Most bank stocks ''do well through thick and thin,'' comments Richard Schmidt , senior analyst at Advest Inc., a securities firm based in Hartford, Conn. ''They are nothing to get excited about - unless you get into a dynamic environment, like now.''
The dynamic environment is being whipped up by deregulation, mergers, interest rates, and poor foreign loans. Bank stock analysts say it's generating an overcast outlook for investment in the old tried and true - the major money-center stocks. Meanwhile, they add, investors of certain regional bank stocks and thrifts now going public could be in for some sunshine.
''We envision continued contrasting patterns of bank stock performance, with selected quality regionals outperforming the overall market, and money-center banks doing no better, or a bit worse, than broad stock market indexes,'' writes George Salem in his latest report on bank stocks for A. G. Becker Paribas Inc., a New York brokerage house.
Mr. Salem points out that regional banks, like Security Pacific in California or Norwest Bank Corporation in Minnesota, have better loan quality and loan demand than many of their money-center rivals. These massive banks, which include Manufacturers Hanover Trust Company and Chase Manhattan in New York, ''face years'' of working out their problem loans to third-world countries, Salem writes. The money-center banks are also suffering from a decline in commercial loans, which Salem expects will not improve until early next year at the earliest.
''You could find one or two money-center bank (stocks) that will do well . . . but from the investor side, there are enough negatives that you might do better elsewhere,'' Advest's Mr. Schmidt agrees. The market's dim assessment of these banks is reflected in the low price/earnings multiples of their stock. They are selling at prices only about five times the level of earnings, while regional bank stocks are selling at six, seven, and eight times earnings.
The regionals have it over the money centers in a number of areas, Schmidt says. One is that, compared with the money centers, their costs are less. The money-center banks ''buy a lot and lend a lot'' to the world's largest companies and to other countries, he explains. ''The (profit) spreads are narrow.'' The banks count on volume, but commercial loans are on the downswing now. Regional banks, on the other hand, have lower costs of funds. And they are dealing with smaller firms on a more personal basis, and thus may get better spreads, Schmidt says.
C. Edward Hodges, a bank analyst at Prescott, Ball & Turben, another brokerage firm, believes regionals have the upper hand because of their ''merger appeal.'' Deregulation is prompting a wave of interstate banking and mergers over the industry. Bank holding companies are looking around and could offer ''a substantial premium'' to shareowners holding securities of a bank that they buy out.
For stockholders with a share in the holding companies, the appeal is great too. These companies will ''hold huge market positions . . . and won't suffer the vicissitudes of interest rates as much as money-center banks will,'' Mr. Hodges explains.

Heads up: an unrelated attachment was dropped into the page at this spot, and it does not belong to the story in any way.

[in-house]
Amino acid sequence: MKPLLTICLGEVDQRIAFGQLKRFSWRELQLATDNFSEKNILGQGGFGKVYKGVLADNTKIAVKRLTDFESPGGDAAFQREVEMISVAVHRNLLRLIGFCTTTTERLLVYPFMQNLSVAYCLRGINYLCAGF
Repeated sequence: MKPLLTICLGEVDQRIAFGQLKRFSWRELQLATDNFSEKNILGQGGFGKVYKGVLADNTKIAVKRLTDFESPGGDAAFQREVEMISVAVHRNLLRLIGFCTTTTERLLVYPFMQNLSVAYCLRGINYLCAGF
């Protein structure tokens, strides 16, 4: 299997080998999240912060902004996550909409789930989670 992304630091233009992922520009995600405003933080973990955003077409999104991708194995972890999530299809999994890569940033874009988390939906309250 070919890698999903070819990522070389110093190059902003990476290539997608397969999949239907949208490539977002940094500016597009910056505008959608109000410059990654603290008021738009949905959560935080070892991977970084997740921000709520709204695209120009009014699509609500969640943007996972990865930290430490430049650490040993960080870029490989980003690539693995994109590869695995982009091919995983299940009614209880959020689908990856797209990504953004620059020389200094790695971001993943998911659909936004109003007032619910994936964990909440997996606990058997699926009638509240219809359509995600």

But deregulation is the cause of more than mergers. It is allowing thrifts to go beyond the world of savings accounts and mortgage loans and into commercial loans and higher-paying accounts. The thrifts, however, need a lot more capital to venture forth into this new world. The quickest and least expensive way to get it is to sell stock.
''Over the next five years we will see a dramatic amount of S&Ls going public ,'' Hodges says.
The increase has already been dramatic. Robert Chaut, a senior research analyst at A. G. Becker, says S&L conversions really didn't get under way until 1976. Up through last year, he says, S&Ls had only raised about $650 million through the stock market. So far this year, they have sold almost $2 billion in new securities, ''and they'll sell another billion or two before the year is up, '' Mr. Chaut continues.
Interest rates is what has made them so appealing to investors. Bank and thrift stocks are among the most sensitive to interest rates, and with rates steadily coming down in the last year and a half, banks have had no trouble raising the kind of capital they wanted through the stock market.
But the decline in interest rates has skidded to a stop and it looks as if they will at least stay flat until the end of the year, Chaut says. Now banks have trouble getting the prices they want.
For instance, Philadelphia Savings Fund Society expected to sell 32 million shares in August at $15 to $20 a share. ''But the market was down during that period and interest rates were up,'' says a spokesman at the bank, so the bank did not price or issue its shares to the public. It will do so later this month, but at a price in the $11-to-$15 range.
For investors, this kind of pricing could mean a good buy. ''New conversions are being done at relatively large discounts, so you do get a better value,'' Chaut says. On the other hand, the S&Ls haven't been able to pay dividends, as regionals or money centers have. This can make S&L stock unnattractive for shareholders who need dividend income.